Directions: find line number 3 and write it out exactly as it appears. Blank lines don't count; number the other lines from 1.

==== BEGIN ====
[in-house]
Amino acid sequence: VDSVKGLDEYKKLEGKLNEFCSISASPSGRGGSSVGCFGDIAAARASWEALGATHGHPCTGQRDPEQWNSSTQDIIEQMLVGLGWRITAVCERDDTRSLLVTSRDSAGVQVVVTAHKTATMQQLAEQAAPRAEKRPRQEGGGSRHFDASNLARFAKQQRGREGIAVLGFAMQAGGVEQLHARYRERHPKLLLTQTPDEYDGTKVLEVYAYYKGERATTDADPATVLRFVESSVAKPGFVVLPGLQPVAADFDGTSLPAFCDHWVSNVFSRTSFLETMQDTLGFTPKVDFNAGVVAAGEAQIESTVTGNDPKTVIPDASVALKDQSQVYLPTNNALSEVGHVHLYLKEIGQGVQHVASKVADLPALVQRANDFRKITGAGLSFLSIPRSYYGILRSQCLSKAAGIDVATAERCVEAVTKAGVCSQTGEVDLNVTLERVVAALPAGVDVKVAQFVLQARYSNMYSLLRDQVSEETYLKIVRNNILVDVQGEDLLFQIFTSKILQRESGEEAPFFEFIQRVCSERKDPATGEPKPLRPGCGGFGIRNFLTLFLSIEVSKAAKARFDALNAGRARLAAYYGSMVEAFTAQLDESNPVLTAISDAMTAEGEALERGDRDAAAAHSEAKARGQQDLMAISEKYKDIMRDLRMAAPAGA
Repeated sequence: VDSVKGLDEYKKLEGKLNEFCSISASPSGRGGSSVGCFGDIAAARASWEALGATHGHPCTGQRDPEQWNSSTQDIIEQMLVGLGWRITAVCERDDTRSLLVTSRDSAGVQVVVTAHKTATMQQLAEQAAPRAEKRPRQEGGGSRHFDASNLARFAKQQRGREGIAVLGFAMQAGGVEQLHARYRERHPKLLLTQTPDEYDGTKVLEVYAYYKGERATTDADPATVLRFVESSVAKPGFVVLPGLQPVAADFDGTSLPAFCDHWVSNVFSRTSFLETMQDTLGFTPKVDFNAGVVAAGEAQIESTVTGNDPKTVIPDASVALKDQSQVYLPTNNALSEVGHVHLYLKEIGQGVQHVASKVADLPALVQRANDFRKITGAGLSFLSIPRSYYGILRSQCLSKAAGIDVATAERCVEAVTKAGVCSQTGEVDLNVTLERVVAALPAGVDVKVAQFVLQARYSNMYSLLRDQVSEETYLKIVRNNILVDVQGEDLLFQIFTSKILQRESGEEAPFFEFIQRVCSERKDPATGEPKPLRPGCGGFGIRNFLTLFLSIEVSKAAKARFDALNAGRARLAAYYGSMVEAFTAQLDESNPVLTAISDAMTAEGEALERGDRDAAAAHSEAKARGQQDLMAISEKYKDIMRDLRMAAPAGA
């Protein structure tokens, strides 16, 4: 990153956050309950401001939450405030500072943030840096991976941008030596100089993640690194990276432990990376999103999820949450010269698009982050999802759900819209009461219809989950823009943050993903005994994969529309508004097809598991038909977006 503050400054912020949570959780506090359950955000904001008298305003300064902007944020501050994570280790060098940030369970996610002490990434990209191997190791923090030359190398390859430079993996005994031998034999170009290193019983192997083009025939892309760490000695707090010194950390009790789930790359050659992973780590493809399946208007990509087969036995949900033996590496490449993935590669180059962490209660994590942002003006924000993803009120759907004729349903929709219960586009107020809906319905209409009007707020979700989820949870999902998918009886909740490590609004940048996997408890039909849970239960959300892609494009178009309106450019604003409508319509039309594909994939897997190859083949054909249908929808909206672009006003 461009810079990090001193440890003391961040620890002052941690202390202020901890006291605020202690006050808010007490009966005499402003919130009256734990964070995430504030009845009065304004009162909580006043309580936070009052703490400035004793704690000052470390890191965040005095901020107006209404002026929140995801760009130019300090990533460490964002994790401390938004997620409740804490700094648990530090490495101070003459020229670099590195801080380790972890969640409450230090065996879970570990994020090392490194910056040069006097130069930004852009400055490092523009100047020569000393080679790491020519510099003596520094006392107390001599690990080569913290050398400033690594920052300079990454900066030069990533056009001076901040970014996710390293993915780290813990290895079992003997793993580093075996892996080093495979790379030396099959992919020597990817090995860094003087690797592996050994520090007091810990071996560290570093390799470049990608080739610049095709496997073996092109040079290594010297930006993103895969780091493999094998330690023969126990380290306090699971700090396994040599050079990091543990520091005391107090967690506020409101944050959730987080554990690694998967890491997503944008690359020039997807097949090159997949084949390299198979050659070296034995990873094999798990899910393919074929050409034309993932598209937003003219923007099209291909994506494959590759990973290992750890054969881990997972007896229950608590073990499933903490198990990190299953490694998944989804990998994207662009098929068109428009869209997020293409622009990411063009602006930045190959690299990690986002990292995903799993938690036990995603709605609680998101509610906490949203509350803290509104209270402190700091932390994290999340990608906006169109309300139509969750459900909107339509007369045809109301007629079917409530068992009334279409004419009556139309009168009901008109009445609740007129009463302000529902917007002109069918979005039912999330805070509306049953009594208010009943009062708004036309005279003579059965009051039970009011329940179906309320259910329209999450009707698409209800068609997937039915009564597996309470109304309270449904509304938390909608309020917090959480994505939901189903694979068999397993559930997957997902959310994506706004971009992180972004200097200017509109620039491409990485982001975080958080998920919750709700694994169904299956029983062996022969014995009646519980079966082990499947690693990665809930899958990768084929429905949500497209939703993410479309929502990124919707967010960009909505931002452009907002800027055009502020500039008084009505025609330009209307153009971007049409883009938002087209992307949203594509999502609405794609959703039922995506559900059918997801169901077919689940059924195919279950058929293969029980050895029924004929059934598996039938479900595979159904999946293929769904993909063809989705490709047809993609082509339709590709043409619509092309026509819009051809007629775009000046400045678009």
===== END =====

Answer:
Repeated sequence: VDSVKGLDEYKKLEGKLNEFCSISASPSGRGGSSVGCFGDIAAARASWEALGATHGHPCTGQRDPEQWNSSTQDIIEQMLVGLGWRITAVCERDDTRSLLVTSRDSAGVQVVVTAHKTATMQQLAEQAAPRAEKRPRQEGGGSRHFDASNLARFAKQQRGREGIAVLGFAMQAGGVEQLHARYRERHPKLLLTQTPDEYDGTKVLEVYAYYKGERATTDADPATVLRFVESSVAKPGFVVLPGLQPVAADFDGTSLPAFCDHWVSNVFSRTSFLETMQDTLGFTPKVDFNAGVVAAGEAQIESTVTGNDPKTVIPDASVALKDQSQVYLPTNNALSEVGHVHLYLKEIGQGVQHVASKVADLPALVQRANDFRKITGAGLSFLSIPRSYYGILRSQCLSKAAGIDVATAERCVEAVTKAGVCSQTGEVDLNVTLERVVAALPAGVDVKVAQFVLQARYSNMYSLLRDQVSEETYLKIVRNNILVDVQGEDLLFQIFTSKILQRESGEEAPFFEFIQRVCSERKDPATGEPKPLRPGCGGFGIRNFLTLFLSIEVSKAAKARFDALNAGRARLAAYYGSMVEAFTAQLDESNPVLTAISDAMTAEGEALERGDRDAAAAHSEAKARGQQDLMAISEKYKDIMRDLRMAAPAGA